“Javier Marías deserves not to be misplaced”, opened the journalist Antonio Lucas. This Friday a tribute to the writer, who died on September 11, was held at the Círculo de Bellas Artes (CBA) in Madrid. Under the leadership of Lucas, many of those who were friends and collaborators of the author of Corazón tan blanco, who also organized the event, with the support of the Penguin Random House publishing group and the CBA, passed through the lectern of the austere stage.
Writers such as Arturo Pérez-Reverte, Luis Antonio de Villena, Eduardo Mendoza or Julia Navarro, the literary agent Maria Lynch, the director of the Royal Spanish Academy Santiago Muñoz Machado, the translators Elide Pittarello or Mercedes López-Ballesteros, the filmmaker Agustín Díaz Yanes or the journalists from EL PAÍS Manuel Jabois and Guillermo Altares, among others, some of them members of the aristocracy of the fictitious kingdom of Redonda, where the remembered writer reigned under the title of Xavier I. “When I met him he was a long-haired young man, English manners, very fond of movies,” said Díaz Yanes, “we knew he was going to be an important writer, what we didn’t think was that he would be king.” De Villena, Duke of Malmundo, composed a sonnet for the late monarch: “Friend of loftiness, of citius, altius, fortius.”
Before a full stalls in the Fernando de Rojas hall of the CBA, the actor Javier Portugués read a fragment of Marías’s unmistakable prose and each participant had three minutes at the lectern to remember some experience. There was talk of Marías’ taste for ghosts, for debates, for soccer, for humor: “Laugh if you know’ is the motto of the kingdom of Redonda”, as the editor Juan Díaz recalled, “his humor was with a compass, without a map, as he used to say in his novels”. The academic Pedro Álvarez de Miranda recalled how some words had entered the dictionary at his proposal, such as Chilean, hat and swimming pool, related to football, or his displeasure with other additions such as escrache, implement, yogurt or position.
Agustín Díaz Yanes and Arturo Pérez-Reverte greet Elide Pittarello during the tribute to Javier Marías.ANDREA COMAS
The philologist and cultural manager Montse Iglesias recalled her passion for Faulkner, for Conrad, for Sterne, for Nabokov, also for curious objects such as cigarette cases, pill boxes, figures, tin soldiers, or that enormous “knife or machete or saber” that Pérez-Reverte had given. The smell of tobacco, coca-colas, meetings in his house in the Plaza de la Villa full of books and movies. “He was unfairly accused of living in another era, with his back to the youth, of being a misogynist, but none of that was true,” said María Lynch, “his phobia of technology, yes.” In this regard, the agent told an anecdote: his mobile phone was so old that the American network did not recognize it.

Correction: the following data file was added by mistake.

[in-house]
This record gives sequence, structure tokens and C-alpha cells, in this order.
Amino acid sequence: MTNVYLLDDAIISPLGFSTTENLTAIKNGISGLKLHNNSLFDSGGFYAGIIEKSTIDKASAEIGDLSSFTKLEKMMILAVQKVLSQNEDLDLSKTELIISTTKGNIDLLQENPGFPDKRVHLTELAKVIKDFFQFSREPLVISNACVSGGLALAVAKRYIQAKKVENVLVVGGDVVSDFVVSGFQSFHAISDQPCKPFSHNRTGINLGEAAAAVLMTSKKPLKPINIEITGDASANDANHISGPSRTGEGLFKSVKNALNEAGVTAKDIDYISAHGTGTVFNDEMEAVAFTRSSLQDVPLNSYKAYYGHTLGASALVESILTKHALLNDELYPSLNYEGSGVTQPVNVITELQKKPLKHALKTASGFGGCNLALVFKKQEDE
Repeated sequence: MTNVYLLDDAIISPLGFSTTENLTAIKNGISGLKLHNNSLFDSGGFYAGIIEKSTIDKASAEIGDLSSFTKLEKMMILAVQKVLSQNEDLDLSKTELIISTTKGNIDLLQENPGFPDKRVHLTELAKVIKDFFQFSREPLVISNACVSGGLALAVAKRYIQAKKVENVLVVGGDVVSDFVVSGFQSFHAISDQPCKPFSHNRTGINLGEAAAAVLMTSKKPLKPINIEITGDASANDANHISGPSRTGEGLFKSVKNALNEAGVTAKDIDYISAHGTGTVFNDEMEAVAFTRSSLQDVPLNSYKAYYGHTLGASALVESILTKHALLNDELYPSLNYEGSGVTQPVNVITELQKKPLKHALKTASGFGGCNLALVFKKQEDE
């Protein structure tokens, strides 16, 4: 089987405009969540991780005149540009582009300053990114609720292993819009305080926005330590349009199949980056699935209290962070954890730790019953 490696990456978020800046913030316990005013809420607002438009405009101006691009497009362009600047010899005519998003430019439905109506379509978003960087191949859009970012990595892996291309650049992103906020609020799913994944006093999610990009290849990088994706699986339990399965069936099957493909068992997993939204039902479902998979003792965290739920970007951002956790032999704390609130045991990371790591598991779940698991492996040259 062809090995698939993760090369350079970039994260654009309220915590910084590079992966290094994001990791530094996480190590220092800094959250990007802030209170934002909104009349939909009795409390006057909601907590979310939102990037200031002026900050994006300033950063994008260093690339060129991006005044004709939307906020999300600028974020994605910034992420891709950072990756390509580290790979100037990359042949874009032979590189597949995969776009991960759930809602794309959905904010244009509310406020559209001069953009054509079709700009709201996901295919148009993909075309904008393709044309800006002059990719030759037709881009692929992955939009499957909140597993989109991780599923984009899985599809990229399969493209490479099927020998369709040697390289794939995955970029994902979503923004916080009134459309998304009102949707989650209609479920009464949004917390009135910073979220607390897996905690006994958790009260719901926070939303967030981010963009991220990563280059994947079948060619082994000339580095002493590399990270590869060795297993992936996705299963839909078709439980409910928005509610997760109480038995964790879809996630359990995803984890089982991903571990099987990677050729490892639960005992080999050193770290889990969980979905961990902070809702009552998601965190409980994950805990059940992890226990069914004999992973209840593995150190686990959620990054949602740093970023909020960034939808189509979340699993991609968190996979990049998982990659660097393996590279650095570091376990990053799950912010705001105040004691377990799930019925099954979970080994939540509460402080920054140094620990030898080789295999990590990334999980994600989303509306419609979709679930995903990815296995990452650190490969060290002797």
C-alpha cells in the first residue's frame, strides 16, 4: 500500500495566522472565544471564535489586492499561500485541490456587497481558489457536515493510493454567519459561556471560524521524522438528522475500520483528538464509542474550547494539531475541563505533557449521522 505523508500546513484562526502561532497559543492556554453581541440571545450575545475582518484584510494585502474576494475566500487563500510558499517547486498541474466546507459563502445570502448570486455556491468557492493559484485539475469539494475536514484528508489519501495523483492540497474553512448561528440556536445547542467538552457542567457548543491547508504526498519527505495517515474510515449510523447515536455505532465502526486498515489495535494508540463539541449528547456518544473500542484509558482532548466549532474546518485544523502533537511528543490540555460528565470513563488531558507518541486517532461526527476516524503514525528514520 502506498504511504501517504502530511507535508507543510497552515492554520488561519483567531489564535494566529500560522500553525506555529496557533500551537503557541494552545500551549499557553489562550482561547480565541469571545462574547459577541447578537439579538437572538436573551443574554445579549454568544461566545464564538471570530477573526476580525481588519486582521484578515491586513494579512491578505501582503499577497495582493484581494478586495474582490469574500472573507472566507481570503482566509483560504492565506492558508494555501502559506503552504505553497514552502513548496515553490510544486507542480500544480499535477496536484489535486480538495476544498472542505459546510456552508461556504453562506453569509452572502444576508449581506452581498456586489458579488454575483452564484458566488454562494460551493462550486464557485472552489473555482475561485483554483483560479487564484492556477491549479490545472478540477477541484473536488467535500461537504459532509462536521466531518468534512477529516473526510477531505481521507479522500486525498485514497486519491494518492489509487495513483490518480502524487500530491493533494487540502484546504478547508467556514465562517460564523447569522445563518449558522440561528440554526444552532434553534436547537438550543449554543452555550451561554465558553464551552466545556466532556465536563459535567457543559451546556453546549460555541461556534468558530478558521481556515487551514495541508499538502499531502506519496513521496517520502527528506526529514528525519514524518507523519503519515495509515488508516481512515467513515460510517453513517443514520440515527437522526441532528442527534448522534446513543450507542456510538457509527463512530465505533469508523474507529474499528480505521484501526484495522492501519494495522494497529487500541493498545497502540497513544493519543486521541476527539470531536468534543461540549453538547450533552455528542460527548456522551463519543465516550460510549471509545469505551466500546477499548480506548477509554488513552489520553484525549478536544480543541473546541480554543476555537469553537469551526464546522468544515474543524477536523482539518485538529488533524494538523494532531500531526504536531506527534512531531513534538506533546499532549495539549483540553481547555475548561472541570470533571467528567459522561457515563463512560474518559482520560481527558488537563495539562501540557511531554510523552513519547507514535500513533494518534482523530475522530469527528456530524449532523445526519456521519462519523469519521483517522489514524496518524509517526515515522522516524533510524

“He was a writer for women, among other things, because the ones who read the most are women,” said editor and critic Manuel Rodríguez Rivero, who said he had become something like a “chamberlain” for Marías, the official friend, who many people tried to use as a shortcut to access the writer. They regularly dined “to get things done”, to talk about movies, books, to “get colleagues and editors off”, and very late, especially in summer, “because he hated having dinner in daylight”. Rodríguez Rivero gave details of the meticulousness of his way of working on his already legendary Olimpia electric typewriter: some of his original texts, corrected over and over again, and keeping all the corrections, raised more than half a meter from the I usually.
“His novels are novels of thought, secret tributes to his father,” said the Argentine writer Jorge Fernández Díaz, who also recalled the intense relationship of the philosopher Julián Marías, father of the honoree, with the transatlantic country. “The last time we saw each other he told me that he wanted to retire from public life, dedicate himself to reading and writing. I think he wanted to get away from the fools, with his death the fools won the battle,” he added.
Queue at the doors of the tribute to Javier Marías at the Círculo de Bellas Artes in Madrid. ANDREA COMAS
On Thursdays, Marías and Pérez-Reverte walked through the city center after leaving the RAE and had a hobby of giving each other extraordinary gifts. “Not many know that Marías had a childlike innocence; she was always, until the end, a child who played. He talked little about literature, and a lot about comics and movies, ”recalled the writer. That’s why he gave her a colt pistol like John Wayne’s. From then on he would give her a reproduction of a gun every Christmas. “Watching him play was a charm, I am proud to have played at being a child with Javier Marías”, Pérez-Reverte concluded his speech.
Thus, in a choral way, the silhouette of a particular man was delimited, with strange hobbies, a good friend of his friends, a great observer of the world, a sarcastic. “A very polite man with a hat”, as defined by the doorman of Julia Navarro, Duchess of the Ships of the Kingdom of Redonda, when she approached her door to leave her a book. Already almost a fictional character, a contemporary mythology, as Marías himself considered the dead writers of his reference.
Marías had presented some of his novels at the Círculo de Bellas Artes. There she participated in debates or events such as the Eñe Festival. She there she rejected the National Prize for Narrative for Los infatuations with her, as journalist Jorge García Calero recalled. One of her iconic portraits, taken by Santi Burgos for this newspaper, shows her arriving at that cultural center just as she used to walk through Madrid, with a cigarette at the ready and her raincoat in the wind. On this occasion, Marías did not attend in corporeal form, but she tried to fill her absence with her memory.
Family photo at the end of the tribute to Javier Marías.ANDREA COMAS
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